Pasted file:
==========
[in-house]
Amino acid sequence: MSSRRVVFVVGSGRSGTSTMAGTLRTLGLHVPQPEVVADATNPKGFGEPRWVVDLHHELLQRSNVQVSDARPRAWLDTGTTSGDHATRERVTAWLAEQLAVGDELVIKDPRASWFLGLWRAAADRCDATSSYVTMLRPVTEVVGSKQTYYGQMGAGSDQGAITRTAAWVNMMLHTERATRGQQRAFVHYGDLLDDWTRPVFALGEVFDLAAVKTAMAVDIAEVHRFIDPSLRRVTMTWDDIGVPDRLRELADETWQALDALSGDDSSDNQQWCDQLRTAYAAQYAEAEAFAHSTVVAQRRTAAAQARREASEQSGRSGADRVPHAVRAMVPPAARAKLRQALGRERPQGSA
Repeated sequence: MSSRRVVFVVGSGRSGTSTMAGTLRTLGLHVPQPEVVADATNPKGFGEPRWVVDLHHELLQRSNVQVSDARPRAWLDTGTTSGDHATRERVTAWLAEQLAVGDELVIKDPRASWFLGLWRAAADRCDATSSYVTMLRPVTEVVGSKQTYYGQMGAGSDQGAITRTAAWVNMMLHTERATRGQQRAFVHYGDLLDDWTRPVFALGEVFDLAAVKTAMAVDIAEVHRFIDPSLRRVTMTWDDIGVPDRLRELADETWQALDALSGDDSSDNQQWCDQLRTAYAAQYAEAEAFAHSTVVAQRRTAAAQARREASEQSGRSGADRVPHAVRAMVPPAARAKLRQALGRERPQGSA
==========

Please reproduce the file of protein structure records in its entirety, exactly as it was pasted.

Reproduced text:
[in-house]
Amino acid sequence: MSSRRVVFVVGSGRSGTSTMAGTLRTLGLHVPQPEVVADATNPKGFGEPRWVVDLHHELLQRSNVQVSDARPRAWLDTGTTSGDHATRERVTAWLAEQLAVGDELVIKDPRASWFLGLWRAAADRCDATSSYVTMLRPVTEVVGSKQTYYGQMGAGSDQGAITRTAAWVNMMLHTERATRGQQRAFVHYGDLLDDWTRPVFALGEVFDLAAVKTAMAVDIAEVHRFIDPSLRRVTMTWDDIGVPDRLRELADETWQALDALSGDDSSDNQQWCDQLRTAYAAQYAEAEAFAHSTVVAQRRTAAAQARREASEQSGRSGADRVPHAVRAMVPPAARAKLRQALGRERPQGSA
Repeated sequence: MSSRRVVFVVGSGRSGTSTMAGTLRTLGLHVPQPEVVADATNPKGFGEPRWVVDLHHELLQRSNVQVSDARPRAWLDTGTTSGDHATRERVTAWLAEQLAVGDELVIKDPRASWFLGLWRAAADRCDATSSYVTMLRPVTEVVGSKQTYYGQMGAGSDQGAITRTAAWVNMMLHTERATRGQQRAFVHYGDLLDDWTRPVFALGEVFDLAAVKTAMAVDIAEVHRFIDPSLRRVTMTWDDIGVPDRLRELADETWQALDALSGDDSSDNQQWCDQLRTAYAAQYAEAEAFAHSTVVAQRRTAAAQARREASEQSGRSGADRVPHAVRAMVPPAARAKLRQALGRERPQGSA